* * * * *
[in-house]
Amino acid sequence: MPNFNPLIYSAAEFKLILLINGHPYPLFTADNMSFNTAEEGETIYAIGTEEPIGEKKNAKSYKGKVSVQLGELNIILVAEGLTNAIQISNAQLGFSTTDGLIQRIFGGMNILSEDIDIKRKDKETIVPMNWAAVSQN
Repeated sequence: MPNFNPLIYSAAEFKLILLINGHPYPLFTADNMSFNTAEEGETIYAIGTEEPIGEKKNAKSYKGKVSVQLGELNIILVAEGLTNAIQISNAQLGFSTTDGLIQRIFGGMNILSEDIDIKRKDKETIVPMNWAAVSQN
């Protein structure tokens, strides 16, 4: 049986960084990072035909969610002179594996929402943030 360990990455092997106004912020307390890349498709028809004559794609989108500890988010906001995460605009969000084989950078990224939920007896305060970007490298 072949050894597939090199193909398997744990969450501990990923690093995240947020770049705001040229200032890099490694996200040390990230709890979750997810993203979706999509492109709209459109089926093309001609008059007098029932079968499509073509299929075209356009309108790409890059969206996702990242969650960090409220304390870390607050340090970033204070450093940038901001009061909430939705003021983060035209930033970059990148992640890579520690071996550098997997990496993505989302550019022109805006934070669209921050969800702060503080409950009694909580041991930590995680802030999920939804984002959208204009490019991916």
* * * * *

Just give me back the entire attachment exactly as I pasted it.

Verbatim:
[in-house]
Amino acid sequence: MPNFNPLIYSAAEFKLILLINGHPYPLFTADNMSFNTAEEGETIYAIGTEEPIGEKKNAKSYKGKVSVQLGELNIILVAEGLTNAIQISNAQLGFSTTDGLIQRIFGGMNILSEDIDIKRKDKETIVPMNWAAVSQN
Repeated sequence: MPNFNPLIYSAAEFKLILLINGHPYPLFTADNMSFNTAEEGETIYAIGTEEPIGEKKNAKSYKGKVSVQLGELNIILVAEGLTNAIQISNAQLGFSTTDGLIQRIFGGMNILSEDIDIKRKDKETIVPMNWAAVSQN
């Protein structure tokens, strides 16, 4: 049986960084990072035909969610002179594996929402943030 360990990455092997106004912020307390890349498709028809004559794609989108500890988010906001995460605009969000084989950078990224939920007896305060970007490298 072949050894597939090199193909398997744990969450501990990923690093995240947020770049705001040229200032890099490694996200040390990230709890979750997810993203979706999509492109709209459109089926093309001609008059007098029932079968499509073509299929075209356009309108790409890059969206996702990242969650960090409220304390870390607050340090970033204070450093940038901001009061909430939705003021983060035209930033970059990148992640890579520690071996550098997997990496993505989302550019022109805006934070669209921050969800702060503080409950009694909580041991930590995680802030999920939804984002959208204009490019991916």